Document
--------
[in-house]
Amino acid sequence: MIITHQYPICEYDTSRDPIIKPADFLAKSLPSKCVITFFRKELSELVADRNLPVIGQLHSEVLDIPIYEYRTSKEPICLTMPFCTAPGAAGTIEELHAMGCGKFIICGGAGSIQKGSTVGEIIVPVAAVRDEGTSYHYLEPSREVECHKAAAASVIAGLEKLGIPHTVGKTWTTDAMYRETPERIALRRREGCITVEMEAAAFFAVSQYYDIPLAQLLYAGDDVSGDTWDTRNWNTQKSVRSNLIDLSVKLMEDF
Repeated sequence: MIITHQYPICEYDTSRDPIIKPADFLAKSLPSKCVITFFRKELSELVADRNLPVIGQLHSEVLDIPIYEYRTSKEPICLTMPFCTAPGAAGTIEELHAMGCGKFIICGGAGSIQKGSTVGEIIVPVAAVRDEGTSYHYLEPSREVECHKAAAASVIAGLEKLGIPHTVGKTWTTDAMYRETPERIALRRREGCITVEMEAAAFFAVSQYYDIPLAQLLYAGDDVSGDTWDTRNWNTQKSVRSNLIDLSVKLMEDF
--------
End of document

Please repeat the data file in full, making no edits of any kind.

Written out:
[in-house]
Amino acid sequence: MIITHQYPICEYDTSRDPIIKPADFLAKSLPSKCVITFFRKELSELVADRNLPVIGQLHSEVLDIPIYEYRTSKEPICLTMPFCTAPGAAGTIEELHAMGCGKFIICGGAGSIQKGSTVGEIIVPVAAVRDEGTSYHYLEPSREVECHKAAAASVIAGLEKLGIPHTVGKTWTTDAMYRETPERIALRRREGCITVEMEAAAFFAVSQYYDIPLAQLLYAGDDVSGDTWDTRNWNTQKSVRSNLIDLSVKLMEDF
Repeated sequence: MIITHQYPICEYDTSRDPIIKPADFLAKSLPSKCVITFFRKELSELVADRNLPVIGQLHSEVLDIPIYEYRTSKEPICLTMPFCTAPGAAGTIEELHAMGCGKFIICGGAGSIQKGSTVGEIIVPVAAVRDEGTSYHYLEPSREVECHKAAAASVIAGLEKLGIPHTVGKTWTTDAMYRETPERIALRRREGCITVEMEAAAFFAVSQYYDIPLAQLLYAGDDVSGDTWDTRNWNTQKSVRSNLIDLSVKLMEDF